Researchers in Southampton have shown that living closer to a wider variety of food outlets is linked to a better diet in children.
What we know already
In the UK today over a fifth of children aged four to five years old are overweight or obese and by the time children reach 10 to 11 years of age this increases to a third.
Whilst obesity is a complex problem with many causes, poor diet – and taking in more energy through food than we use through activity – is at its root.
It’s also known that the local food environment can affect people’s diet and weight, and greater access to unhealthy food is linked to higher levels of obesity.
At a local level
Working with Professor Keith Godfrey, lead for nutrition at our NIHR Southampton Biomedical Research Centre, and the Southampton’s Women’s Survey team, Dr Christina Vogel and Millie Barrett carried out a study within Southampton to see if the local environment and access to food outlets here affects our children’s diets.
More than 1,000 children took part in the study and an area around each child’s home and school (where they spend most of their day-to-day time) was marked out to create an ‘activity zone’.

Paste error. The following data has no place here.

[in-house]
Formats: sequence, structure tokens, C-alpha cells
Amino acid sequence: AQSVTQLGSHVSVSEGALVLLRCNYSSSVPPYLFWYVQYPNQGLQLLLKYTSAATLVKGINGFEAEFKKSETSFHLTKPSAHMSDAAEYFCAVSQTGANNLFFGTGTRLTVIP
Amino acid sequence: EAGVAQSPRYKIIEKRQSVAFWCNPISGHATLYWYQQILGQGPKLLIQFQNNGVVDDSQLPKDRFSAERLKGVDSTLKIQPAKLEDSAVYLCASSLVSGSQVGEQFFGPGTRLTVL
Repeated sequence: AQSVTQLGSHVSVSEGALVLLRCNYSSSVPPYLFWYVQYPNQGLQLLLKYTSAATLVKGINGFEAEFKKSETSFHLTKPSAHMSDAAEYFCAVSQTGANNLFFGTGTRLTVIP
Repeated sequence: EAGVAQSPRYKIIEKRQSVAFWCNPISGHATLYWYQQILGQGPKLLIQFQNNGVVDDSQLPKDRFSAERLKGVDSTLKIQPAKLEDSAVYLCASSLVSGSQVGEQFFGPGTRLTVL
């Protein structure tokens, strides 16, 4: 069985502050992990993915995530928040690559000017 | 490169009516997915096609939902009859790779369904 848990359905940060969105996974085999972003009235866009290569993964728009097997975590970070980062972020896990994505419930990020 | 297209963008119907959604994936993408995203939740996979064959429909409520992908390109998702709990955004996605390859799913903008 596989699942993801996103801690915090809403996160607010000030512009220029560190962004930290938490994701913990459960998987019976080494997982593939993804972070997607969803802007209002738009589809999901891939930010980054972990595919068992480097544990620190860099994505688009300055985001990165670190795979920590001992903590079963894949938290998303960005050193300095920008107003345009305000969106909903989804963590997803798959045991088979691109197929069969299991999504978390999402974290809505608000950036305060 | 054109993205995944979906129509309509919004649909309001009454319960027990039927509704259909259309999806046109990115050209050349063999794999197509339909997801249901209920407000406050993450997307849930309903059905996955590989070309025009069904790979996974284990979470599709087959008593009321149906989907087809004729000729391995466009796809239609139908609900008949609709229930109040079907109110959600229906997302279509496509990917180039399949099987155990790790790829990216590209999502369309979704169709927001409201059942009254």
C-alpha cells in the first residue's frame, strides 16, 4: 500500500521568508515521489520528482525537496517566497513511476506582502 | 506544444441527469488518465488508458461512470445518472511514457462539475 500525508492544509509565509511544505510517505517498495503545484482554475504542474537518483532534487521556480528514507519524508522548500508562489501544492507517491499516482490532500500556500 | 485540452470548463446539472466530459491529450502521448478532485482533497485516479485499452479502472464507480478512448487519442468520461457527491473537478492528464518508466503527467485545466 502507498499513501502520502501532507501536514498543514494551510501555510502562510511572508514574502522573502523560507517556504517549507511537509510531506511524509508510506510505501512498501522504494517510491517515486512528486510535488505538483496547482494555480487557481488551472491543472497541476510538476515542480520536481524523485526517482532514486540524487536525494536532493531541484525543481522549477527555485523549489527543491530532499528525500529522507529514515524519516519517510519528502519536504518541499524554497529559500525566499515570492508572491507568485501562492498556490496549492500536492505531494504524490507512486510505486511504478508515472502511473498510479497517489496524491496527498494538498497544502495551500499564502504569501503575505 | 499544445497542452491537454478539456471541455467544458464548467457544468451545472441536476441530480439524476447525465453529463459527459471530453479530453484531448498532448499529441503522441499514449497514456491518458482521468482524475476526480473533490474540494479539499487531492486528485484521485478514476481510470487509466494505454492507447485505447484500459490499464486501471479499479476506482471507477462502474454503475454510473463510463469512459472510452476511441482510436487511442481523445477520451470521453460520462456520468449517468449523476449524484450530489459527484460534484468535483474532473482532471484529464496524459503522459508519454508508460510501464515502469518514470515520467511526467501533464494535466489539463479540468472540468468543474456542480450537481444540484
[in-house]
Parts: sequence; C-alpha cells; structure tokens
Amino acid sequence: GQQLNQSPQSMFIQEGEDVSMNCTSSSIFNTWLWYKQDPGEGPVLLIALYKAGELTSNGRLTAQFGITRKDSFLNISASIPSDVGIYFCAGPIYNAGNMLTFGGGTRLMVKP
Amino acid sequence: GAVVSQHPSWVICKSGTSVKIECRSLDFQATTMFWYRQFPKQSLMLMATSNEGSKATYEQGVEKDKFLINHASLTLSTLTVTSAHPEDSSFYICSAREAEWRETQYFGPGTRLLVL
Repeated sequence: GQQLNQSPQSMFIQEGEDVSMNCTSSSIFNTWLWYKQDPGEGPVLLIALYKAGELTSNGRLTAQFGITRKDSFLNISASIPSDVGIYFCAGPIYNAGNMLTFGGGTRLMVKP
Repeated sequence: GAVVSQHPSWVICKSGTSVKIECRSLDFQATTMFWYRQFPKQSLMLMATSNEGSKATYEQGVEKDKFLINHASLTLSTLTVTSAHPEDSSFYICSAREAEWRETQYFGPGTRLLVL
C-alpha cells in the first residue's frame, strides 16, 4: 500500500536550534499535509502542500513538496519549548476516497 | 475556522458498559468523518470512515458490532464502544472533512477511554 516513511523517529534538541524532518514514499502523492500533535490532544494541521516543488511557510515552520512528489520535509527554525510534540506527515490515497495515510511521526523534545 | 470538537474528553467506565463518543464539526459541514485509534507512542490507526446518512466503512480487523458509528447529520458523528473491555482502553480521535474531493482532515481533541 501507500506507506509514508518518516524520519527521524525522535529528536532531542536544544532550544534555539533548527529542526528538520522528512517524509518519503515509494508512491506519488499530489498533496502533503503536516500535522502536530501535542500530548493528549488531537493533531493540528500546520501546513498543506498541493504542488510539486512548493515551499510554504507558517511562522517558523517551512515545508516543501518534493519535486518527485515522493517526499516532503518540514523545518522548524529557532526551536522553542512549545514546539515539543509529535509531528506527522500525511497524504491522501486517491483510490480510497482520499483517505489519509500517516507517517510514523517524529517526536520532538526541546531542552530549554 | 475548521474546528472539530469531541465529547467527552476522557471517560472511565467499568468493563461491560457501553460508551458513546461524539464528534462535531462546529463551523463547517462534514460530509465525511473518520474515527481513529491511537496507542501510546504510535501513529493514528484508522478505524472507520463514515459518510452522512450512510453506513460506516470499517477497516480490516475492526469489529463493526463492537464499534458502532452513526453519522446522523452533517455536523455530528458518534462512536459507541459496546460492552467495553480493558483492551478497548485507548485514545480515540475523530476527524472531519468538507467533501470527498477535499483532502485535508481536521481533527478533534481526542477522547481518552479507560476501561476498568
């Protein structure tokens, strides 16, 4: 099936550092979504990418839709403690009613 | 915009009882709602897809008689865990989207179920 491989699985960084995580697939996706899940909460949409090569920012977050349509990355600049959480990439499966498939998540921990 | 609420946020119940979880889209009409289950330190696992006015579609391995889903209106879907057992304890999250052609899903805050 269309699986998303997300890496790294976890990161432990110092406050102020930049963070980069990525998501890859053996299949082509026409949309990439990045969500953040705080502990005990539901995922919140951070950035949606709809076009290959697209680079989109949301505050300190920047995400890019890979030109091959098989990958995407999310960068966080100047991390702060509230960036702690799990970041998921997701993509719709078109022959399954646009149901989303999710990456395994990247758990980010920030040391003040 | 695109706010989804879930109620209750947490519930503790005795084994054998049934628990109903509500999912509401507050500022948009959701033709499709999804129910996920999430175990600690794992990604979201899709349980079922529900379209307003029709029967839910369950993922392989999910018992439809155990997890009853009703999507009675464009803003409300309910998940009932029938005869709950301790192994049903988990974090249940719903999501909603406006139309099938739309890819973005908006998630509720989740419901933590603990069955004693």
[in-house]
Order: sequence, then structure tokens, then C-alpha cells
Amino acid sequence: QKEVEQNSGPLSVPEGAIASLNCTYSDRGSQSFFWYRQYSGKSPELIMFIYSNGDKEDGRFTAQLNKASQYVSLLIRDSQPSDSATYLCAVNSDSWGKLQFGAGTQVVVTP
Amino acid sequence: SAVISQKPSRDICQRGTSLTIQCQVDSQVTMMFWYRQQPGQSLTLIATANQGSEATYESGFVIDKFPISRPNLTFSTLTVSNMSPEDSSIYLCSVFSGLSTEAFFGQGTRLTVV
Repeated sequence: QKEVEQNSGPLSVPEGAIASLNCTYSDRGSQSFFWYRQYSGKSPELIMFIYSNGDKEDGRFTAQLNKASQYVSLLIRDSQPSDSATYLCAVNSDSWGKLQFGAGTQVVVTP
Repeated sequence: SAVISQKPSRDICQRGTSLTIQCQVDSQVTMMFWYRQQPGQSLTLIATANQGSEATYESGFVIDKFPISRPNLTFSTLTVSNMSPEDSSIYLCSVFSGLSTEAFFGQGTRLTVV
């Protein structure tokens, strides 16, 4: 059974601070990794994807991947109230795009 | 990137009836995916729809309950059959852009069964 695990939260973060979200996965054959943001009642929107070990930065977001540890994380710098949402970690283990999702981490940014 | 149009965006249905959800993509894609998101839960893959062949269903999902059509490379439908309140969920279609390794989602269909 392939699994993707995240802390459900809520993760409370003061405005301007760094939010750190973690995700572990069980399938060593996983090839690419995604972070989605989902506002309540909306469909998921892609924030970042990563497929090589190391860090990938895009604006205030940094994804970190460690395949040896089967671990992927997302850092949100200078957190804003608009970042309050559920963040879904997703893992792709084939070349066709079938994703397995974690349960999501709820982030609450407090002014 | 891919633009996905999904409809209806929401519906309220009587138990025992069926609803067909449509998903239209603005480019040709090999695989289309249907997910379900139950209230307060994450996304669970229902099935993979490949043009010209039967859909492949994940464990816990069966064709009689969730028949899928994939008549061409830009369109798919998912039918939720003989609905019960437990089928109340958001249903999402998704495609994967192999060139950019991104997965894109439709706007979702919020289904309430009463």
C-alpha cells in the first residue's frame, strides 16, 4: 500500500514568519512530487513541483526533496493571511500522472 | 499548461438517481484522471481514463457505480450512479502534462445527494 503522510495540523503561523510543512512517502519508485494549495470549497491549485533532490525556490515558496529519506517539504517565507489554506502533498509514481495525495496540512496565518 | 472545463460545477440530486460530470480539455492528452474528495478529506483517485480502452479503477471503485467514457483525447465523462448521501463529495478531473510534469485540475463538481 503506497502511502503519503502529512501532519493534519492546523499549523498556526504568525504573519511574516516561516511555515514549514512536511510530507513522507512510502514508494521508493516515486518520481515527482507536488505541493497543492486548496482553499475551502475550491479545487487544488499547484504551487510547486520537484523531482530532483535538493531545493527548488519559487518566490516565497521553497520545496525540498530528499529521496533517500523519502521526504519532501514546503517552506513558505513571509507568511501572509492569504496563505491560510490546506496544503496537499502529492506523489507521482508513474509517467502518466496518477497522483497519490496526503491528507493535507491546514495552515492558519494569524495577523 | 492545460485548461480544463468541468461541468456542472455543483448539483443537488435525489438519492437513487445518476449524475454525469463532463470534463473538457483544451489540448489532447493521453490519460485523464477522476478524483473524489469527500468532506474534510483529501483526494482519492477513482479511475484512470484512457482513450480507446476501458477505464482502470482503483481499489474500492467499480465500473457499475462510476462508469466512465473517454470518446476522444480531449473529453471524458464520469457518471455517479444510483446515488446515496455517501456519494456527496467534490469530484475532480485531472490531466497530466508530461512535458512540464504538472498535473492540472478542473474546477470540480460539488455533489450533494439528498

The number and type of food outlets within each zone was recorded and parents were asked to report what their child ate for three months.
A better range equals a better diet
Overall, the study, published in Public Health Nutrition, found that children in Southampton are exposed to more unhealthy food outlets, such as takeaways, compared to healthy food stores.
It also showed that access to a greater number and range of food outlets is linked to a better diet in children – and better access to healthier food shops, such a green grocers, was consistently linked with children having healthier diets.
Dr Vogel, senior research fellow in public health nutrition, said: “The findings show that children in Southampton have greater access to unhealthy than healthy food stores and that could be affecting their diets. Actions by local authorities to improve the balance of healthy and unhealthy stores in cities more widely could help children’s diets to be healthier.”
Posted on Thursday 11 January 2018